Bacterial community structure in cooling water and biofilm in an industrial recirculating cooling water system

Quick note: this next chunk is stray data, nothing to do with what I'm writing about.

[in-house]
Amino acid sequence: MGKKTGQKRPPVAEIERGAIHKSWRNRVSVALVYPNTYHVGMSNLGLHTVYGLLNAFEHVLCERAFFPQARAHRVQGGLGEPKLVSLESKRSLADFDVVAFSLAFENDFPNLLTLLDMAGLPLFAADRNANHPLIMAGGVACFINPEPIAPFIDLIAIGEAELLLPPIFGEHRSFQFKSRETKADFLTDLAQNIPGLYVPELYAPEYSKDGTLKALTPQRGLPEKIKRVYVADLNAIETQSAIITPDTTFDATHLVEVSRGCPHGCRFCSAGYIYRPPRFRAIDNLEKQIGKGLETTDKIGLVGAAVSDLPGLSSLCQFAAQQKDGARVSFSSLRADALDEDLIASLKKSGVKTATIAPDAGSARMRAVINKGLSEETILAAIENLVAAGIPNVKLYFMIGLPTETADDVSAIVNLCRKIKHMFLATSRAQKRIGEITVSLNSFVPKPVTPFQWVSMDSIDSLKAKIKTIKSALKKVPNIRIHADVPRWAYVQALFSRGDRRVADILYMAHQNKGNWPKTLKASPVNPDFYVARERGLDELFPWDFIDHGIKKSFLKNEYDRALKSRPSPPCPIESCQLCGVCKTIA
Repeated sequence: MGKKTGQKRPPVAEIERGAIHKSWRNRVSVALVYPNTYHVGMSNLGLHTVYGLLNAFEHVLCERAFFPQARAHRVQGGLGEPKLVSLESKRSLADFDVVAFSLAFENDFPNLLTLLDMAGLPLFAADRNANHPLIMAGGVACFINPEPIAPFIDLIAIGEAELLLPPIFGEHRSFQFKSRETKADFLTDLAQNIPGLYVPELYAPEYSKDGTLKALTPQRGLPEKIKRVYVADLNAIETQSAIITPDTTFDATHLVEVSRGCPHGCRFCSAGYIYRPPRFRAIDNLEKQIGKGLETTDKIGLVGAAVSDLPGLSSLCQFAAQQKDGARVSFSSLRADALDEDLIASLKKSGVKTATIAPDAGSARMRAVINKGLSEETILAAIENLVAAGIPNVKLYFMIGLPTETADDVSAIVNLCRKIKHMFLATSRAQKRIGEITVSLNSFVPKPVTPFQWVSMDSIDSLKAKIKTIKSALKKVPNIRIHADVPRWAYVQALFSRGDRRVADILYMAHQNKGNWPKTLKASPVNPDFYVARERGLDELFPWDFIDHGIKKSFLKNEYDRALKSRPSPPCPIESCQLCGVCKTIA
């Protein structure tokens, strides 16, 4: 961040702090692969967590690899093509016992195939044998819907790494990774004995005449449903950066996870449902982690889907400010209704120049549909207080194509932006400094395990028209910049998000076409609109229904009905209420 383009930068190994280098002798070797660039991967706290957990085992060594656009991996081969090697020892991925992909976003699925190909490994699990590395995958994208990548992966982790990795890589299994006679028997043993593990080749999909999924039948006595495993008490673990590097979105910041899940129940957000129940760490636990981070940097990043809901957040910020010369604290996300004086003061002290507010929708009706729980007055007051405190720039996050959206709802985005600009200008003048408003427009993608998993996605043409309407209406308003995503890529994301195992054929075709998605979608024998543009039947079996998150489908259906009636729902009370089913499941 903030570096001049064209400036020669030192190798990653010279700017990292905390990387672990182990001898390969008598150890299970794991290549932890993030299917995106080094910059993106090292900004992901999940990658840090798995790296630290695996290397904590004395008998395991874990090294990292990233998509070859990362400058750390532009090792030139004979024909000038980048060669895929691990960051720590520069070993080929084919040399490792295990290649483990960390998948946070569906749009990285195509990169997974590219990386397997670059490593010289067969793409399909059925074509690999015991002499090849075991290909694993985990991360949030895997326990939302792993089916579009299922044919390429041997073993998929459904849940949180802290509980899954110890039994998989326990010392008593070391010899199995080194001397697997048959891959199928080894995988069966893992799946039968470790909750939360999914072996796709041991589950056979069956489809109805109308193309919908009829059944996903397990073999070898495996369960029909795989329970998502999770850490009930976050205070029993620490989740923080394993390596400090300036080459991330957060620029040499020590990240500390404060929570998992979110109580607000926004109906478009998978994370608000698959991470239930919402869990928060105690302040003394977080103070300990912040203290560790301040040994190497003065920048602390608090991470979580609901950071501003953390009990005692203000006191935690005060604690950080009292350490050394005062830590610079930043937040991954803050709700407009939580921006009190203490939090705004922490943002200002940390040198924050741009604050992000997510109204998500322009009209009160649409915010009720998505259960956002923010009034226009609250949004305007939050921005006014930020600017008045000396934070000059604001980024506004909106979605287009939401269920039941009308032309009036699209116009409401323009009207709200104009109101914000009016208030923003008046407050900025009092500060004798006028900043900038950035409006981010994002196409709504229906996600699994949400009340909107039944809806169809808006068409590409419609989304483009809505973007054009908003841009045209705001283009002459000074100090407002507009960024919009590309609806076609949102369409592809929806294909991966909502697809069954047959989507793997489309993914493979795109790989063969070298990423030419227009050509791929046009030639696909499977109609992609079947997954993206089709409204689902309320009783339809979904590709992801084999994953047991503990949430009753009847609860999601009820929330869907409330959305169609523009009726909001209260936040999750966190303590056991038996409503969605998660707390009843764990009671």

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Microbial fouling is a serious problem in open recirculating cooling water systems. The bacterial communities that cause it have not been fully understood. In this study, we analyzed the community structure of free-living bacteria and particle-attached bacteria in cooling water, and bacteria in biofilm collected from the wall of the water reservoir in an industrial recirculating cooling water system by construction of a 16S rRNA gene clone library. Based on amplified ribosomal DNA restriction analysis, clones of all three libraries were clustered into 45 operational taxonomic units (OTUs). Thirteen OTUs displaying 91–96% sequence similarity to a type strain might be novel bacterial species. Noted differences in community structure were observed among the three libraries. The relative species richness of the free-living bacteria in cooling water was much lower than that of particle-attached bacteria and bacteria in biofilm. The majority of the free-living bacterial community (99.0%) was Betaproteobacteria. The predominant bacteria in the particle-attached bacterial community were Alphaproteobacteria (20.5%), Betaproteobacteria (27.8%) and Planctomycetes (42.0%), while those in the biofilm bacterial community were Alphaproteobacteria (47.9%), Betaproteobacteria (11.7%), Acidobacteria (13.1%) and Gemmatimonadetes (11.3%). To control microbial fouling in industrial recirculating cooling water systems, additional physiological and ecological studies of these species will be essential.

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